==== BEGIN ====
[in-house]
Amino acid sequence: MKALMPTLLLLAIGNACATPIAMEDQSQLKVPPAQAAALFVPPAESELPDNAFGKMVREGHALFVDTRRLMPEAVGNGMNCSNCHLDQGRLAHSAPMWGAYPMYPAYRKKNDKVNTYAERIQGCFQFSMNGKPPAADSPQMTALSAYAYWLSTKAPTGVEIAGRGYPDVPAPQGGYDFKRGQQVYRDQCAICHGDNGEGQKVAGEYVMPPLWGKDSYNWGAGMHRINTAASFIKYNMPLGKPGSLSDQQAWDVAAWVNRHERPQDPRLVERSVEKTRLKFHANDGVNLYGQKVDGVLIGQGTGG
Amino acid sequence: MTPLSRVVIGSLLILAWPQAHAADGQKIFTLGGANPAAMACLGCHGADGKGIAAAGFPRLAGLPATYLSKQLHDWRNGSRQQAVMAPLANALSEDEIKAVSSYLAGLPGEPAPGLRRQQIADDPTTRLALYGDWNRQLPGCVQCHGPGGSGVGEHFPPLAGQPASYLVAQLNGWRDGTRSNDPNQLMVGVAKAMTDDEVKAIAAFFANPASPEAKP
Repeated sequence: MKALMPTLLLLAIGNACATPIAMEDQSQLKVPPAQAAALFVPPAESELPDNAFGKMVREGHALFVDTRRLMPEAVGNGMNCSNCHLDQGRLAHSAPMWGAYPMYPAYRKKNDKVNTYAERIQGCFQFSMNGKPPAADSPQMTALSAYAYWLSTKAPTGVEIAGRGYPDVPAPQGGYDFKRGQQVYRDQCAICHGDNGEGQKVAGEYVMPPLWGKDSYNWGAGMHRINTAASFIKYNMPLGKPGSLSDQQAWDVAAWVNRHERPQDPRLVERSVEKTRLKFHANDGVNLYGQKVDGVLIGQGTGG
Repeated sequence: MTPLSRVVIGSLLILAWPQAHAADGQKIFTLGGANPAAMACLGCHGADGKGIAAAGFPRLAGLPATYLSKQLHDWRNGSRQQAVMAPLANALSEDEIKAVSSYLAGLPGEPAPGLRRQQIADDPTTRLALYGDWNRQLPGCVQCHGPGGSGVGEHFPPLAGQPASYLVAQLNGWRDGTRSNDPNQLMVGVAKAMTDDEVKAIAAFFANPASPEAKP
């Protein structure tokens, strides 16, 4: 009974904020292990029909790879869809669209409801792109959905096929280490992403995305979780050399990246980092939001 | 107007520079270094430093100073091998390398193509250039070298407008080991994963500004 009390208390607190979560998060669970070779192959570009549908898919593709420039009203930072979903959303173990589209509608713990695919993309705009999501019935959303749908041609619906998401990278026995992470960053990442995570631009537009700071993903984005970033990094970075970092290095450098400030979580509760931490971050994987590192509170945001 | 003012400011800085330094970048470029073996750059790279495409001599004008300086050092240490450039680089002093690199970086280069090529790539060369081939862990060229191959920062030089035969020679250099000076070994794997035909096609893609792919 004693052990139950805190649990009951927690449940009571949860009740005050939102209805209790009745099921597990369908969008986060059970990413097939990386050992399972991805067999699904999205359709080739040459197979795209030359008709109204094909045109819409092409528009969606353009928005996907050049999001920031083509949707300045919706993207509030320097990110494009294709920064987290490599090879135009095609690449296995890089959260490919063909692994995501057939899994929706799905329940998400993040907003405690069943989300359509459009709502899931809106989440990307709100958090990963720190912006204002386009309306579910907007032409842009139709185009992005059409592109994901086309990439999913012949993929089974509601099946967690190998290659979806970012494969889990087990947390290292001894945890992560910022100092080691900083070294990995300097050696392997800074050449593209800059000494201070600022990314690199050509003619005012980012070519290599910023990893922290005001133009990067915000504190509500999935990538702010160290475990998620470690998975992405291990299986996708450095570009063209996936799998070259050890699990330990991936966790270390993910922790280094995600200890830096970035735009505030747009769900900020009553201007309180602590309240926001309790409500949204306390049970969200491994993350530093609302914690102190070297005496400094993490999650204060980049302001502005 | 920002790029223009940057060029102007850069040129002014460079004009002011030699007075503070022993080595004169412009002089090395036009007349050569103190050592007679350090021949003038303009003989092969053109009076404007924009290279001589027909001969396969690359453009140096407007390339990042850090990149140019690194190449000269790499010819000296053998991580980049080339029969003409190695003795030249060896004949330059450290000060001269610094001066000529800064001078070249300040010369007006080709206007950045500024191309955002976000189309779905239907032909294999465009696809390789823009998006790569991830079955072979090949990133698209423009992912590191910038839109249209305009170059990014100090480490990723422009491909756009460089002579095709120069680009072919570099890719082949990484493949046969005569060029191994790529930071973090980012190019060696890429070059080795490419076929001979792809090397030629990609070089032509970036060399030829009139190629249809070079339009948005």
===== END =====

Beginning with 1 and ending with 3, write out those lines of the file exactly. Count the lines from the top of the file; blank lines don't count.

[in-house]
Amino acid sequence: MKALMPTLLLLAIGNACATPIAMEDQSQLKVPPAQAAALFVPPAESELPDNAFGKMVREGHALFVDTRRLMPEAVGNGMNCSNCHLDQGRLAHSAPMWGAYPMYPAYRKKNDKVNTYAERIQGCFQFSMNGKPPAADSPQMTALSAYAYWLSTKAPTGVEIAGRGYPDVPAPQGGYDFKRGQQVYRDQCAICHGDNGEGQKVAGEYVMPPLWGKDSYNWGAGMHRINTAASFIKYNMPLGKPGSLSDQQAWDVAAWVNRHERPQDPRLVERSVEKTRLKFHANDGVNLYGQKVDGVLIGQGTGG
Amino acid sequence: MTPLSRVVIGSLLILAWPQAHAADGQKIFTLGGANPAAMACLGCHGADGKGIAAAGFPRLAGLPATYLSKQLHDWRNGSRQQAVMAPLANALSEDEIKAVSSYLAGLPGEPAPGLRRQQIADDPTTRLALYGDWNRQLPGCVQCHGPGGSGVGEHFPPLAGQPASYLVAQLNGWRDGTRSNDPNQLMVGVAKAMTDDEVKAIAAFFANPASPEAKP